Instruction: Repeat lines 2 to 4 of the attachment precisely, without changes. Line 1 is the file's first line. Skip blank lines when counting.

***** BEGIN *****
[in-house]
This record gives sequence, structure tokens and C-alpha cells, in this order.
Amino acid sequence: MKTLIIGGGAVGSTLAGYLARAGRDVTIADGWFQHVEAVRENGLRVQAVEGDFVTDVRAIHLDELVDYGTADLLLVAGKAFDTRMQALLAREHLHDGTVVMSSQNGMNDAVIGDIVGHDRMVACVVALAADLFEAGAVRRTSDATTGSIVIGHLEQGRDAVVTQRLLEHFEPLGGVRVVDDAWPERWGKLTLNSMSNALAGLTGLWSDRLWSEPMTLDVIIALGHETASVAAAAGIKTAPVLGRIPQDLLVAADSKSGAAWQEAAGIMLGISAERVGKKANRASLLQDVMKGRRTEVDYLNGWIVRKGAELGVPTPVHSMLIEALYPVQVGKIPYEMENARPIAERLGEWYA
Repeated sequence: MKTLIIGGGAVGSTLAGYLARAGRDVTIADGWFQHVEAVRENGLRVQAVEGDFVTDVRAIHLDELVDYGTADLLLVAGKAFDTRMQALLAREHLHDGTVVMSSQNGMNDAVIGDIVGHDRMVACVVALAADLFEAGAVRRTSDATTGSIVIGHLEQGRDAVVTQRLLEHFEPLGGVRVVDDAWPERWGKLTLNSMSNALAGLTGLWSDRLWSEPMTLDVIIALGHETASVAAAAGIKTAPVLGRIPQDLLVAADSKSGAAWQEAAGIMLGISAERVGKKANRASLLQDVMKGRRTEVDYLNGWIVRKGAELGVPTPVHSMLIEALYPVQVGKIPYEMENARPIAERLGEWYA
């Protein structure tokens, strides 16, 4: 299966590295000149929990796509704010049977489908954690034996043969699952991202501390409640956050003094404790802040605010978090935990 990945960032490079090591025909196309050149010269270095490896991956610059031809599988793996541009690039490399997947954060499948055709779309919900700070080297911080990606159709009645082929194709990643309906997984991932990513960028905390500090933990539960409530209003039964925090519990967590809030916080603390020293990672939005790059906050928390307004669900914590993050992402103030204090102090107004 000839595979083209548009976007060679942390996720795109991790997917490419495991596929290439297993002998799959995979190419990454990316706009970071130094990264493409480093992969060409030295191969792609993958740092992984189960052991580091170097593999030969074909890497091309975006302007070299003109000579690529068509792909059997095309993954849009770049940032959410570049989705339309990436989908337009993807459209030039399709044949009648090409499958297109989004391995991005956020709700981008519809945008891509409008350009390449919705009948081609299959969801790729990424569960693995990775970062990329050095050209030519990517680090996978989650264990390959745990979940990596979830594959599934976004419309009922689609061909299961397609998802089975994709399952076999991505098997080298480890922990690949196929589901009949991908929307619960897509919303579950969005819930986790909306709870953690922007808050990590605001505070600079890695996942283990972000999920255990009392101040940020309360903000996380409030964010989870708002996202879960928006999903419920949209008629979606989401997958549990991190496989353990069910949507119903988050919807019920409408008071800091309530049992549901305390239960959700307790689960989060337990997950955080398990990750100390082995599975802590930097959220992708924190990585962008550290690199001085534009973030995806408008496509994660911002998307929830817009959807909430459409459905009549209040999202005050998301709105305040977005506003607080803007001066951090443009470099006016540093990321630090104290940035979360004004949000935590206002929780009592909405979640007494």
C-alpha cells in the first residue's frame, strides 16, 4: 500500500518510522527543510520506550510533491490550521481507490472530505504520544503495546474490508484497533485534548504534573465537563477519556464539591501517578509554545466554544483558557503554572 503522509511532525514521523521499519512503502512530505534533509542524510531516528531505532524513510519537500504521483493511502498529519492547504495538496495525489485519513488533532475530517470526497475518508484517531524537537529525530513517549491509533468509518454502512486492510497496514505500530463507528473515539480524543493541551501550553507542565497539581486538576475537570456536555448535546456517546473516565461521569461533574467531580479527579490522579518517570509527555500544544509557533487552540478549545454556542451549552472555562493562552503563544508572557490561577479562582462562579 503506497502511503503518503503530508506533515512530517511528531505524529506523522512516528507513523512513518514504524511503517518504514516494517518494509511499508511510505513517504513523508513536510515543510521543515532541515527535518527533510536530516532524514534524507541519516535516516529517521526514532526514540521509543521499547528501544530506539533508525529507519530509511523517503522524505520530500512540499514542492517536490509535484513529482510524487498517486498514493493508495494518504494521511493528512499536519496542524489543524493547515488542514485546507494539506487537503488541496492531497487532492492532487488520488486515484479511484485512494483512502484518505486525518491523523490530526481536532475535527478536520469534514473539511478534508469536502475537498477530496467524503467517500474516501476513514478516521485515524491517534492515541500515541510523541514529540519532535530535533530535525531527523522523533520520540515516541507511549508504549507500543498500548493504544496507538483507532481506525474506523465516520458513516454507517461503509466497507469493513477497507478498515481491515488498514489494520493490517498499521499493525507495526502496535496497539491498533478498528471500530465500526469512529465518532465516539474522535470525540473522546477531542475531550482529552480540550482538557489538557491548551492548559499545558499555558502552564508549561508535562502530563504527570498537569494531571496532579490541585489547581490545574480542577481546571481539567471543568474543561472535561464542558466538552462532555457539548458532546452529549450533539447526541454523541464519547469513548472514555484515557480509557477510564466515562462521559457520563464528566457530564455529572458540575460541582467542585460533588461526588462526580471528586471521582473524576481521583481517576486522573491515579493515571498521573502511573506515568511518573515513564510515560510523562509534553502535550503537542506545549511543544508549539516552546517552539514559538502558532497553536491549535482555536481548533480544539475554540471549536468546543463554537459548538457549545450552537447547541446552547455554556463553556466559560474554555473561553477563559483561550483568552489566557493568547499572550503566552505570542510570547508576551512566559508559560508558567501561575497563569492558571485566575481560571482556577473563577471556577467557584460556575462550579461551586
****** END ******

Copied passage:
This record gives sequence, structure tokens and C-alpha cells, in this order.
Amino acid sequence: MKTLIIGGGAVGSTLAGYLARAGRDVTIADGWFQHVEAVRENGLRVQAVEGDFVTDVRAIHLDELVDYGTADLLLVAGKAFDTRMQALLAREHLHDGTVVMSSQNGMNDAVIGDIVGHDRMVACVVALAADLFEAGAVRRTSDATTGSIVIGHLEQGRDAVVTQRLLEHFEPLGGVRVVDDAWPERWGKLTLNSMSNALAGLTGLWSDRLWSEPMTLDVIIALGHETASVAAAAGIKTAPVLGRIPQDLLVAADSKSGAAWQEAAGIMLGISAERVGKKANRASLLQDVMKGRRTEVDYLNGWIVRKGAELGVPTPVHSMLIEALYPVQVGKIPYEMENARPIAERLGEWYA
Repeated sequence: MKTLIIGGGAVGSTLAGYLARAGRDVTIADGWFQHVEAVRENGLRVQAVEGDFVTDVRAIHLDELVDYGTADLLLVAGKAFDTRMQALLAREHLHDGTVVMSSQNGMNDAVIGDIVGHDRMVACVVALAADLFEAGAVRRTSDATTGSIVIGHLEQGRDAVVTQRLLEHFEPLGGVRVVDDAWPERWGKLTLNSMSNALAGLTGLWSDRLWSEPMTLDVIIALGHETASVAAAAGIKTAPVLGRIPQDLLVAADSKSGAAWQEAAGIMLGISAERVGKKANRASLLQDVMKGRRTEVDYLNGWIVRKGAELGVPTPVHSMLIEALYPVQVGKIPYEMENARPIAERLGEWYA